Someday she plans to visit the tea estates of Darjeeling, but for now, Kristine Henderson says, "I travel through a teacup."
The owner of Infuse Tea Bar says she can taste China in a cup of Tai Ping Hou Kui green tea, grown at the foot of the Huangshan Mountains, where the individual leaves are pressed between layers of cloth. "Look closely, and you can see the impression of the weave on the leaves," she says.
There are about 300 loose-leaf varieties at Infuse. All are available to be sniffed (from small spice jars) or, better yet, sipped at the shop's wide bamboo bar. Henderson maintains three kettles of hot water, one at 175 degrees (for the optimal brewing of green, white and yellow teas), one at 195 degrees (for oolong) and one at 208 degrees (for black teas and herbs). A cup of tea at the bar costs around $3 (depending on the variety), and while you sip, you can snack on macarons ($3.50 each), Madeleine cookies (four for $3), pink "Champagne" biscuits (four for $3) or fresh-baked scones $3.25.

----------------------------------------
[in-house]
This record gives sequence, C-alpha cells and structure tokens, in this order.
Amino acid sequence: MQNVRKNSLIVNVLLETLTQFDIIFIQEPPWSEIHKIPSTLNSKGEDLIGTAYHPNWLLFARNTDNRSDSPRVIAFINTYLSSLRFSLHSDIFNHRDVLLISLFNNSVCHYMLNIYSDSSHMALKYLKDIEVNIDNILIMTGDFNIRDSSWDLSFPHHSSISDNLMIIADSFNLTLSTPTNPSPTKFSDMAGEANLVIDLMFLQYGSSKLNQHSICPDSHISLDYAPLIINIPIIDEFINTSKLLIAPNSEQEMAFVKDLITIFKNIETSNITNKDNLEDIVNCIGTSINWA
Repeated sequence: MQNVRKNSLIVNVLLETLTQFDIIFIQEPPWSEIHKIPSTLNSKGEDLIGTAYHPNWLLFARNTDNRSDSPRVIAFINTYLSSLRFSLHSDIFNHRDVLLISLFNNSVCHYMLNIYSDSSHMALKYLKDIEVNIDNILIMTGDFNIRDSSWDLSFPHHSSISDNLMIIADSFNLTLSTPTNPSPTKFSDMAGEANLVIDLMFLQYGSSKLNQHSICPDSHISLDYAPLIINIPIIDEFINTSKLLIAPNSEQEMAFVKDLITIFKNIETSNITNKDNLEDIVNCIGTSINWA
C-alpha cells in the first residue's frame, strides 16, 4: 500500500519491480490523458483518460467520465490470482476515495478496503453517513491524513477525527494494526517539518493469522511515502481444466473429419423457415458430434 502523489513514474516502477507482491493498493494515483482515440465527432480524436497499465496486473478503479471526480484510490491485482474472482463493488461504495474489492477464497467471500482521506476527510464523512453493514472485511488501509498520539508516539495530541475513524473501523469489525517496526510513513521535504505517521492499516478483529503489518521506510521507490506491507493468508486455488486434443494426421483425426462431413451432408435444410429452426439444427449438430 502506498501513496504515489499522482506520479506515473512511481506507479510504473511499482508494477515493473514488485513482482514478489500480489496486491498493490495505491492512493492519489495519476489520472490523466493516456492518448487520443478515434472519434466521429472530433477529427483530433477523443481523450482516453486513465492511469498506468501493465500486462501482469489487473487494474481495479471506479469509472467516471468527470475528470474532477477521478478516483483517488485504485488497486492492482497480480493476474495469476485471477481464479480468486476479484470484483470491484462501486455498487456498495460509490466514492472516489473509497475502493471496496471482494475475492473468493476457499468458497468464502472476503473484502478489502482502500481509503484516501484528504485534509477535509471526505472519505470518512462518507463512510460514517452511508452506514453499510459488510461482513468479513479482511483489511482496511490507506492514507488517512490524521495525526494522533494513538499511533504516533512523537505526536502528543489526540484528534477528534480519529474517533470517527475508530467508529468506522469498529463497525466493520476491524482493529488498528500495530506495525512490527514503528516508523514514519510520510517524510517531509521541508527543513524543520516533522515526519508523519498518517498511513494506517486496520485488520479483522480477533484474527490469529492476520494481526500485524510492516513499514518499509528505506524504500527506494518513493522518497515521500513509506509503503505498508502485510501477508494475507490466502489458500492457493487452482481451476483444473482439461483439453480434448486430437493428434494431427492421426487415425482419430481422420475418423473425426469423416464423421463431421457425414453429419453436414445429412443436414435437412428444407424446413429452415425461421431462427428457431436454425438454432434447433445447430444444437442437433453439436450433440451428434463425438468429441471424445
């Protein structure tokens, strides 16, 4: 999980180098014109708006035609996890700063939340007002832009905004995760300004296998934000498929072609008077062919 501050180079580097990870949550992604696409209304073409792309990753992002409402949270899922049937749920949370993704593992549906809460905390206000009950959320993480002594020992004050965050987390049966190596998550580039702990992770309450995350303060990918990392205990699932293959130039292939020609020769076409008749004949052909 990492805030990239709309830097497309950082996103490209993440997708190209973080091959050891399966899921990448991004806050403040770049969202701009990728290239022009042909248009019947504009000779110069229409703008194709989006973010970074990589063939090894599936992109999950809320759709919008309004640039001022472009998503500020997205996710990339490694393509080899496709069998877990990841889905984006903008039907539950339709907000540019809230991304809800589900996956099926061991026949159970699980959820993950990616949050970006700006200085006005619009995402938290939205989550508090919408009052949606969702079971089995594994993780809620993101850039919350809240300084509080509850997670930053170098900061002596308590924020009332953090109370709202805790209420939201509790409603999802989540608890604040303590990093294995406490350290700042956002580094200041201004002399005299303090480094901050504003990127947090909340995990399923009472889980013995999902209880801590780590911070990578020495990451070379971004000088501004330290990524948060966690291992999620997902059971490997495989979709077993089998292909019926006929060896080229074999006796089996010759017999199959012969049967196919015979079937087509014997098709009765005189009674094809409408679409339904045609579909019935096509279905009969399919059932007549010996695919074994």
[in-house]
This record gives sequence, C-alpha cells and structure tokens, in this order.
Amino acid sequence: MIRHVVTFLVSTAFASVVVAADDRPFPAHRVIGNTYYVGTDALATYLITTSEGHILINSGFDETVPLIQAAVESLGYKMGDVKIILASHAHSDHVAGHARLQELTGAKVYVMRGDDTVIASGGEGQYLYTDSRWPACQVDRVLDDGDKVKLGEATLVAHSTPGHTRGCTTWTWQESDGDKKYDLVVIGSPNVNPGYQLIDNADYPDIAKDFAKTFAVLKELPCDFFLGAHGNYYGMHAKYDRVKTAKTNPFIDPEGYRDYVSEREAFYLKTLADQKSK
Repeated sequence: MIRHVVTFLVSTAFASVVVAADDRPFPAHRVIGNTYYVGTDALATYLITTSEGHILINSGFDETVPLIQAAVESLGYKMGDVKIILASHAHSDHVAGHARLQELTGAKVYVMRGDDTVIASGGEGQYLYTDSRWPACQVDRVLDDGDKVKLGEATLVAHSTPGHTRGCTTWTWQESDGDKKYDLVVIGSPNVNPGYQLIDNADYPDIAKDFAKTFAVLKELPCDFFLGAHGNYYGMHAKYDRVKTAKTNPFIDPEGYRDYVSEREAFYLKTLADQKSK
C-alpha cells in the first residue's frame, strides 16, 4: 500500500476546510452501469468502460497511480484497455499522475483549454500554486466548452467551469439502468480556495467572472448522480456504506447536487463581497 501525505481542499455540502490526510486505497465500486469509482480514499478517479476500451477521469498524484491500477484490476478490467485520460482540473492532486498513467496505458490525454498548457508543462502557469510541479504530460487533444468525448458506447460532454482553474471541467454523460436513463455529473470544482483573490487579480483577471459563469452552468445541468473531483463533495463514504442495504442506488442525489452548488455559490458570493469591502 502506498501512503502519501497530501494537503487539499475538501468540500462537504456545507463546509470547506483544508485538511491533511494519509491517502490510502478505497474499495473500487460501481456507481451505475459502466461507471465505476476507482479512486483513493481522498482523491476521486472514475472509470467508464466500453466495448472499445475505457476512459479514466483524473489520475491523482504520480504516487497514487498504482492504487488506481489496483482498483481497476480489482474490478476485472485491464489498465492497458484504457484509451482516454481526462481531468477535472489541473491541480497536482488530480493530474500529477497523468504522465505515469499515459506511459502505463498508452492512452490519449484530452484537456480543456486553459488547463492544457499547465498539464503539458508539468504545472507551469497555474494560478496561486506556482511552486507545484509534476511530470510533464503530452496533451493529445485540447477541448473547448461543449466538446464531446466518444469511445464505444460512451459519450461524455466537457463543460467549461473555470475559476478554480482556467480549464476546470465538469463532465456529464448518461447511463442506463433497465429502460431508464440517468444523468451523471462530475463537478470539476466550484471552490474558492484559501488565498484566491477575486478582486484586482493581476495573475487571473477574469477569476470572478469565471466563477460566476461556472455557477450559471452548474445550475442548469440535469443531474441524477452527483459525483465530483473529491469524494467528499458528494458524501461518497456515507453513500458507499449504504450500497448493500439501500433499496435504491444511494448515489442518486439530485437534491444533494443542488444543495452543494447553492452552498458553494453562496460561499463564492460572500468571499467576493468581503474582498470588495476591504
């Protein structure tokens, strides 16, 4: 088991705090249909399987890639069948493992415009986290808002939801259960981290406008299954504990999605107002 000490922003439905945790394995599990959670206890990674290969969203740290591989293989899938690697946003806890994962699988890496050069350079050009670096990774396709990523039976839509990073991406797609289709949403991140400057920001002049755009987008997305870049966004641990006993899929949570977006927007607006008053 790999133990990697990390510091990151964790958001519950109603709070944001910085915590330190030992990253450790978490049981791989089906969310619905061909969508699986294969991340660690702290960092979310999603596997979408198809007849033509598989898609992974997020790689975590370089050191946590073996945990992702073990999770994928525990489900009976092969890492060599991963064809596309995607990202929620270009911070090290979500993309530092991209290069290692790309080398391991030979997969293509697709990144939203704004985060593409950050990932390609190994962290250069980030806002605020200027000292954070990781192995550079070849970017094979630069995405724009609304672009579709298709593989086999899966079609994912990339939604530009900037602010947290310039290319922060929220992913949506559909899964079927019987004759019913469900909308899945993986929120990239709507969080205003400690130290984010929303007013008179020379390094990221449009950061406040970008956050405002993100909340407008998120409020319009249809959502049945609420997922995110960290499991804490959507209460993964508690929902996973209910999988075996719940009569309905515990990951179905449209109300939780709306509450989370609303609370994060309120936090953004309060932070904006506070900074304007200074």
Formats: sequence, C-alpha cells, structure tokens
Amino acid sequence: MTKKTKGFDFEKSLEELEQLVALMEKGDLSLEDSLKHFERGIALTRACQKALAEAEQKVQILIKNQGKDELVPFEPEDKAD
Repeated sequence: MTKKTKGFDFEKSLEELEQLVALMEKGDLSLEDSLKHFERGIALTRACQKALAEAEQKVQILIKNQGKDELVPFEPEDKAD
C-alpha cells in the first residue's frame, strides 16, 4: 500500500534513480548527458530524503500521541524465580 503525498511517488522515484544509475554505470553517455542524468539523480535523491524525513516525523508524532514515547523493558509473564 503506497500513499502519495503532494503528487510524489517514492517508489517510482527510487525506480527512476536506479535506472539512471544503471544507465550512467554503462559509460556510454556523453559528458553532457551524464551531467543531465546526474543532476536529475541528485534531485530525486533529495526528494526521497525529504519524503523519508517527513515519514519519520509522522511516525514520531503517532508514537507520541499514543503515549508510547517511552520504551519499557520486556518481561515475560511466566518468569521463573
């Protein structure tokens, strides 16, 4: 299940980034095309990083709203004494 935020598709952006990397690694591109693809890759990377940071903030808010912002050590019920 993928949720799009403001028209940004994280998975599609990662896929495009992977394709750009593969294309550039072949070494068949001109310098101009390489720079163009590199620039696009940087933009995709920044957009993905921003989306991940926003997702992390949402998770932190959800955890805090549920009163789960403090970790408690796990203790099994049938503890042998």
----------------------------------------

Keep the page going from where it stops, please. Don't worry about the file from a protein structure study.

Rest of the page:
Bags of teas range from $4 to $35 an ounce, but most are in the $4 to $6 range. (The $35 tea is Ceylon Gold Tips white tea from Sri Lanka, of which only 1,200 pounds are produced each year.)
Henderson is an evangelist for loose-leaf tea, explaining to her customers that no tea bag can produce a brew with as much flavor and nuance — not to mention that buying tea loose is much more economical.
She sells every tool and accoutrement you might need to enhance your experience, from dainty floral porcelain teapots to severe Japanese cast-iron ones, teacups, tea balls, cotton filters, disposable paper filters and books.
Infuse Tea Bar
106 Main St., West Sayville, 631-567-4832, pleasuresoftea.com